Low oxygen tension is a potent differentiation inducer of numerous cell types and an effective stimulus of many gene expressions. Here, we described that under 8% O{sub 2}, bone marrow stromal cells (MSCs) exhibited proliferative and morphologic changes. The level of differentiated antigen H-2Dd and the number of G{sub 2}/S/M phase cells increased evidently under 8% O{sub 2} condition. Also, the proportion of wide, flattened, and epithelial-like cells (which were alkaline phosphatase staining positive) in MSCs increased significantly. When cultured in adipogenic medium, there was a 5- to 6-fold increase in the number of lipid droplets under hypoxic conditions compared with that in normoxic culture. We also demonstrated the existence of MSC differentiation under hypoxic conditions by electron microscopy. Expression of Oct4 was inhibited under 8% O{sub 2} condition, but after adipocyte differentiation in normoxic culture and hypoxia-mimicking agents cobalt chloride (CoCl{sub 2}) and deferoxamine mesylate (DFX) treatments, Oct4 was still expressed in MSCs. These results indicate hypoxia accelerates MSC differentiation and hypoxia and hypoxia-mimicking agents exert different effects on MSC differentiation.

  9. Adult rat bone marrow stromal cells express genes associated with dopamine neurons

    SciTech Connect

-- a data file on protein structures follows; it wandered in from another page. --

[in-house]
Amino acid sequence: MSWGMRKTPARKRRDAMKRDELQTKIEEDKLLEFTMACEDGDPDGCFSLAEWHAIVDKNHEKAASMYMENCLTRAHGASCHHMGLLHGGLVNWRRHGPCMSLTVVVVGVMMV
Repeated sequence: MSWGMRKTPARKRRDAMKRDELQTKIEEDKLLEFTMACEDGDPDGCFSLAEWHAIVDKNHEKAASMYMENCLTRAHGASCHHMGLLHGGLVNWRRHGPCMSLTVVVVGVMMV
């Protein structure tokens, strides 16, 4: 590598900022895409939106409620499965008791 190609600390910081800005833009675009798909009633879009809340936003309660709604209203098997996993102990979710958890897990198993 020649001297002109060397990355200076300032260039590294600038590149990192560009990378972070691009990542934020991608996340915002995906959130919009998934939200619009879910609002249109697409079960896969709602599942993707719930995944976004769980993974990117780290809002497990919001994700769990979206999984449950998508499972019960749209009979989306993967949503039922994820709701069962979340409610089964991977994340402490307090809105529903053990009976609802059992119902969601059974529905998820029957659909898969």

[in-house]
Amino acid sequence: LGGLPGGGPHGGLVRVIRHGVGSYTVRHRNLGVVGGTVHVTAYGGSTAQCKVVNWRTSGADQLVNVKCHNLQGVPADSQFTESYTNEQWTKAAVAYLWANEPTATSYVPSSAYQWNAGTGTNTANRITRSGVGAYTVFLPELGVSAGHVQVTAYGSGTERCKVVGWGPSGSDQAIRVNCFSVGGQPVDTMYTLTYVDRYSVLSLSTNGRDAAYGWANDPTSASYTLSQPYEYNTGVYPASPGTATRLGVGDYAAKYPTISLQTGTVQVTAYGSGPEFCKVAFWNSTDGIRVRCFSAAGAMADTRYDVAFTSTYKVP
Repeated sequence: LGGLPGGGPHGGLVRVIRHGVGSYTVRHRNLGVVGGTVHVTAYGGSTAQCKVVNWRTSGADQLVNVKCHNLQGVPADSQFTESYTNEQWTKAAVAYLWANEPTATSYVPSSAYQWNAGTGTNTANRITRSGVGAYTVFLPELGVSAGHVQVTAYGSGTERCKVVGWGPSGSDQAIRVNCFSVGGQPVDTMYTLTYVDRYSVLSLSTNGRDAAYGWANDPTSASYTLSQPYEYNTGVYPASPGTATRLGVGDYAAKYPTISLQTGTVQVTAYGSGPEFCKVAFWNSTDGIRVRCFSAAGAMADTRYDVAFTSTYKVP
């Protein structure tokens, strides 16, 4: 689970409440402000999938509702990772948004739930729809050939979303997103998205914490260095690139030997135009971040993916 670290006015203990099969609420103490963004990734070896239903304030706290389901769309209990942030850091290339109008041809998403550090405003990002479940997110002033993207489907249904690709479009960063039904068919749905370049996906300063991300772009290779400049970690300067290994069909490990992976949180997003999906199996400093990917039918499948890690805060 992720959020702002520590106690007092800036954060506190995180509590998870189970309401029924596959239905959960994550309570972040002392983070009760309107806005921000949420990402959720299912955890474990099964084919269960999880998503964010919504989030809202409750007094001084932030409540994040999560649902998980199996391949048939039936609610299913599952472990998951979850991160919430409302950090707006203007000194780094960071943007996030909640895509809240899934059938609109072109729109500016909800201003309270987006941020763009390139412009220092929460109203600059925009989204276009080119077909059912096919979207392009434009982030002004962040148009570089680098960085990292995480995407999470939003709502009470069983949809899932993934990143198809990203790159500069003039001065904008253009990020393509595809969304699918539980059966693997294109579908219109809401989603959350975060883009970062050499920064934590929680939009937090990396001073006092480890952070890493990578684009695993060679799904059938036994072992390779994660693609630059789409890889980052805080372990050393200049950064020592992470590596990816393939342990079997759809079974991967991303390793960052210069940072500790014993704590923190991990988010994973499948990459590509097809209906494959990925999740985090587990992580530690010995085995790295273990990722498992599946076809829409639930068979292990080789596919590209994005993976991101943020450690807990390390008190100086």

Kramer, Brian C.; Woodbury, Dale . E-mail: WOODBURYDL@AOL.COM; Black, Ira B.

    2006-05-19

    An intensive search is underway to identify candidates to replace the cells that degenerate in Parkinson's disease (PD). To date, no suitable substitute has been found. We have recently found that adult rat bone marrow stromal cells (MSCs) can be induced to assume a neuronal phenotype in vitro. These findings may have particular relevance to the treatment of PD. We now report that adult MSCs express multiple dopaminergic genes, suggesting that they are potential candidates for cell therapy. Using RT-PCR, we have examined families of genes that are associated with the development and/or survival of dopaminergic neurons. MSCs transcribe a variety of dopaminergic genes including patched and smoothened (components of the Shh receptor), Gli-1 (downstream mediator of Shh), and Otx-1, a gene associated with formation of the mesencephalon during development. Furthermore, Shh treatment elicits a 1.5-fold increase in DNA synthesis in cultured MSCs, suggesting the presence of a functional Shh receptor complex. We have also found that MSCs transcribe and translate Nurr-1, a nuclear receptor essential for the development of dopamine neurons. In addition, MSCs express a variety of growth factor receptors including the glycosyl-phosphatidylinositol-anchored ligand-binding subunit of the GDNF receptor, GFR{alpha}1, as well as fibroblast growth factor receptors one and four. The expression of genes that are associated with the development and survival of dopamine neurons suggests a potential role for these cells in the treatment of Parkinson's disease.

  10. Bone Marrow Stromal Cells Stimulate an Angiogenic Program that Requires Endothelial MT1-MMP

    PubMed Central

    Kachgal, Suraj; Carrion, Bita; Janson, Isaac A.; Putnam, Andrew J.